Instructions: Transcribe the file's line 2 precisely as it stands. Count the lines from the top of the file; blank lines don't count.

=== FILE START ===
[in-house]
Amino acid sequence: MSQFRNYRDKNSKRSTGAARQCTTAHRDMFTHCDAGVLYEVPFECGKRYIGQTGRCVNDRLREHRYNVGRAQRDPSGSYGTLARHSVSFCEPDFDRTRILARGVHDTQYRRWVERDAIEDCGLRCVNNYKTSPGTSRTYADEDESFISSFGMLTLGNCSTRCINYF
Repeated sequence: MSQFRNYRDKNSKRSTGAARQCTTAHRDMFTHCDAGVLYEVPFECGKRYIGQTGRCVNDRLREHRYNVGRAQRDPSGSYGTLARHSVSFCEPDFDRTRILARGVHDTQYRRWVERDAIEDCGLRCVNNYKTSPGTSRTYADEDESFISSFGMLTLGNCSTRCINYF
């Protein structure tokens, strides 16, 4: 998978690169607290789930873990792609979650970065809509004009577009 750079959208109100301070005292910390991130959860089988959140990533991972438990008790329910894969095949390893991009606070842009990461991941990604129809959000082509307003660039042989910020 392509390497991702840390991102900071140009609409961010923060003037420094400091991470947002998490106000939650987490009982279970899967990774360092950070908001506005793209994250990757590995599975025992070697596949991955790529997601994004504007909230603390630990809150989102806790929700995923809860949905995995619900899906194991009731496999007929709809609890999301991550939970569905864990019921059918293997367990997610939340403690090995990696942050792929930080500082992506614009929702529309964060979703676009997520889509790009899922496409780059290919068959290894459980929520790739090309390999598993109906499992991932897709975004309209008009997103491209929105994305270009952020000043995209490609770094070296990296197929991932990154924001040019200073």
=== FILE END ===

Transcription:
Amino acid sequence: MSQFRNYRDKNSKRSTGAARQCTTAHRDMFTHCDAGVLYEVPFECGKRYIGQTGRCVNDRLREHRYNVGRAQRDPSGSYGTLARHSVSFCEPDFDRTRILARGVHDTQYRRWVERDAIEDCGLRCVNNYKTSPGTSRTYADEDESFISSFGMLTLGNCSTRCINYF